I’m happy to represent the community, because I know there was definitely a time in my life where I was struggling with my identity, because I didn’t feel like I fit lesbian stereotypes I could see out there. Now I know that being a lesbian is not about looking a certain way or doing certain things. You just have to be a woman and love other women.
I think there’s definitely a lot more that can be done at Imperial, especially around trans rights (more gender-neutral bathrooms) and intersectionality – we have a big international population, we have to understand that struggles may different depending on where you come from.
Maria – 4th Year MBBS Medicine
I thoroughly enjoy being part of the LGBTQ+ community. I believe it gives me a sense of belonging and supportive system where I can fully express myself. It is important to surround yourself with people who are in alliance with the community, and by spreading positivity about the LGBTQ+ community, we can expand these alliances.
I would like the presence and voices of the community to be stronger as I believe we are not very well represented.
Alexa – PhD Health Economics
I am an out and proud lesbian. I am also the founder of Queeries – a very queer startup! We teach people how to be LGBTQ+ competent!
I started as a subwarden three years ago for Imperial’s Woodward Hall. I quickly realised that Woodward Hall could benefit from an LGBTQ+ group. I therefore created an LGBTQ+ group for my students in halls – we meet about once a month to discuss relevant hot topics, current events, pop culture, etc.
Support from leadership
I would like to see more leadership from both senior academics and senior administrators. There is no better way to improve the experience of people in the LGBTQ+ community than to see people in leadership positions supporting and committing to the cause.
Freya – 5th Year MBBS Medicine
This year I’m LGBT+ Officer at Imperial. I’ve been engaging with our community through campaigning and events such as World AIDS Day, introducing trans healthcare into the medical curriculum and LGBT History Month. I’m keen to engage more with our student body to run and support campaigns that will improve student experience. Feel free to contact me!
Find your community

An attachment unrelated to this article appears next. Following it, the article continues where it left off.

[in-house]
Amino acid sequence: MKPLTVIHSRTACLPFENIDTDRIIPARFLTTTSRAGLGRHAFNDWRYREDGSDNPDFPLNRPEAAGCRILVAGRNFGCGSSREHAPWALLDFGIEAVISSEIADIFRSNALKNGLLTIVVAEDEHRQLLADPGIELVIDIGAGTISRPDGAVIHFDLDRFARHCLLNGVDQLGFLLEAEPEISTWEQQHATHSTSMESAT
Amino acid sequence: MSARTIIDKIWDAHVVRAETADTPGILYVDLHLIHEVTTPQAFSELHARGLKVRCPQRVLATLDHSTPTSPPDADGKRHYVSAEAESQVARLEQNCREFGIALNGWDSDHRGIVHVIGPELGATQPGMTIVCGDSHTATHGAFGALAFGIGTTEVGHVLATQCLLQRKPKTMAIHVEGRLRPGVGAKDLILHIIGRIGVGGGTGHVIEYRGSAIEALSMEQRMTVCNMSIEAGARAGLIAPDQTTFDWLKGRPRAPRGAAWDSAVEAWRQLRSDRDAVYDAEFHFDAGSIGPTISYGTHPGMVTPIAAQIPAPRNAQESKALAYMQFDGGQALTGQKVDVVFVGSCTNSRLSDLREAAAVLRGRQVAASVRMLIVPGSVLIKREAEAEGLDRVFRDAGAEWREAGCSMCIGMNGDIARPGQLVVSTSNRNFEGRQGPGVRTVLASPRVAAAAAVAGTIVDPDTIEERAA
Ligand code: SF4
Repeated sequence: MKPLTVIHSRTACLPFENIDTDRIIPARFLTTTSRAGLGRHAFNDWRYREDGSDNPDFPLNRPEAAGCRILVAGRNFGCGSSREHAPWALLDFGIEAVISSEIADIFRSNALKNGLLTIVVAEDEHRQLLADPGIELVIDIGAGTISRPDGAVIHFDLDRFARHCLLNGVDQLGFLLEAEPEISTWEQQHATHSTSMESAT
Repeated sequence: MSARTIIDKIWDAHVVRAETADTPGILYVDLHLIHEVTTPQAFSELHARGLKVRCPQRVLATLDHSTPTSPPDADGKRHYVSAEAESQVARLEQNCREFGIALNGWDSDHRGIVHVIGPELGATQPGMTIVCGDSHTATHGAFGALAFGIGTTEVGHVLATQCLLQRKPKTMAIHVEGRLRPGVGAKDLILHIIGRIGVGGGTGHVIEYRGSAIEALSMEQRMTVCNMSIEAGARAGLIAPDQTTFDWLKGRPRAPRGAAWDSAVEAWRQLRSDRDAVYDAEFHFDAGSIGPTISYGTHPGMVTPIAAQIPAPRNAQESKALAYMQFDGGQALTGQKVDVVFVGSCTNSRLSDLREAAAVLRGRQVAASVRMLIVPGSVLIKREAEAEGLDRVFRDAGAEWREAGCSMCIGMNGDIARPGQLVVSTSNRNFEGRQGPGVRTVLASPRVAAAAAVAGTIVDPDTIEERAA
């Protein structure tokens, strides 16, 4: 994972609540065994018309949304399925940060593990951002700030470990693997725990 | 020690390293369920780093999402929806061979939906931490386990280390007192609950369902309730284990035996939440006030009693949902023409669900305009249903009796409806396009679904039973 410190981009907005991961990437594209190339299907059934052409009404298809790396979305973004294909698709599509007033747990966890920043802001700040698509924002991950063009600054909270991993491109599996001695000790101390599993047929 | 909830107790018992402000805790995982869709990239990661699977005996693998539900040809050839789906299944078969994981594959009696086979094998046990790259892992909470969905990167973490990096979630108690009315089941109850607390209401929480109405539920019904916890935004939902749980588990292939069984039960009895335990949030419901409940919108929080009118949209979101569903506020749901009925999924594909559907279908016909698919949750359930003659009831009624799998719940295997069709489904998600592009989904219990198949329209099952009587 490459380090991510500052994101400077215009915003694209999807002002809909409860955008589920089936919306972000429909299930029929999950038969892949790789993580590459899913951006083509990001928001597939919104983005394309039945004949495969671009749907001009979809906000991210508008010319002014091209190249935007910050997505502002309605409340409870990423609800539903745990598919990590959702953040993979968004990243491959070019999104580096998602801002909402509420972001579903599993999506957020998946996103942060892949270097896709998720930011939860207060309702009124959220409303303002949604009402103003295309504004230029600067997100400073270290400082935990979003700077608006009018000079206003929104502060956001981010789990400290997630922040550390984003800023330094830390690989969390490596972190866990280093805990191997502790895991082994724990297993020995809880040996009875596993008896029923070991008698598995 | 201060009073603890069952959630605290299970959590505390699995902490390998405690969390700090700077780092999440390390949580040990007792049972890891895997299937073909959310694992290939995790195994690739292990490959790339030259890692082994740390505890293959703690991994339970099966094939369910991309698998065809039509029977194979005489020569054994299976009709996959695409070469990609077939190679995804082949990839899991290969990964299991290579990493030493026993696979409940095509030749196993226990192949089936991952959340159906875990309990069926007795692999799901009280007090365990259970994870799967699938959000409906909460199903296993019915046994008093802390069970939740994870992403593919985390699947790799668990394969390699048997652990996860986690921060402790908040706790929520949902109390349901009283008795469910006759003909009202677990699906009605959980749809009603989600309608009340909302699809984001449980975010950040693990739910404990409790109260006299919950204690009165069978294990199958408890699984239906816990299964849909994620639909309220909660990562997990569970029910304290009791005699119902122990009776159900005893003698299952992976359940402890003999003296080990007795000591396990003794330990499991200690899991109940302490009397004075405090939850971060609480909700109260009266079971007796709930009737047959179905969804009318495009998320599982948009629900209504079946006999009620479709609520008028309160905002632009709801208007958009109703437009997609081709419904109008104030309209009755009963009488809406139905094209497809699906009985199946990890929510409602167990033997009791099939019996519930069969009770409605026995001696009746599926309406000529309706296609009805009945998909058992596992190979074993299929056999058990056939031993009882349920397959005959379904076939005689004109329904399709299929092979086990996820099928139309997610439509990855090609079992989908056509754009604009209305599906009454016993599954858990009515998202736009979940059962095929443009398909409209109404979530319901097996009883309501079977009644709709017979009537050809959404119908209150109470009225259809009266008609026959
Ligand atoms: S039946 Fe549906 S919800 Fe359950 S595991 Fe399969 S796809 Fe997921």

Like most things at Imperial, the queer community can feel male dominated. I’ve particularly struggled to find queer spaces that I feel a sense of belonging within my course. Luckily I found that sense of belonging at Women’s Rugby, arguably the second queerest society at Imperial after IQ. Rugby has been a vital community for me where I’ve made queer and less queer life long friends.
I feel very strongly about introducing trans healthcare into the medical school curriculum. Currently trans people are not treated with the respect and understanding they deserve in healthcare. Considering Imperial has one of the biggest gender clinics in Europe, Imperial medical students are not sufficiently equipped to treat trans patients with the best level of care.
Lucy – 2nd Year BSc Medical Biosciences
I personally have felt very comfortable being a member of the LGBTQ+ community at Imperial, but I think a huge part of this is being surrounded by lovely people both on my course and in the societies I am involved in.
LGBTQ+ experiences at Imperial could perhaps be improved by introducing a greater variety of IQ events and advertising these better across campus so that more people get involved with them. I personally never got involved with IQ until second year but am glad that I now have!
Jake – 4th MBBS Year Medicine
I think my role as part of the LGBTQ+ community is just to be myself, be proud, be happy and have fun.
My experiences of being a member of the LGBTQ+ community has been all positive – I’ve made some great friends and everyone generally is accepting here. Plus, London is extremely accepting and has many LGBT+ friendly places to visit.
Photos and text curated by Stevie Lam with the support of Imperial Union and IQ society.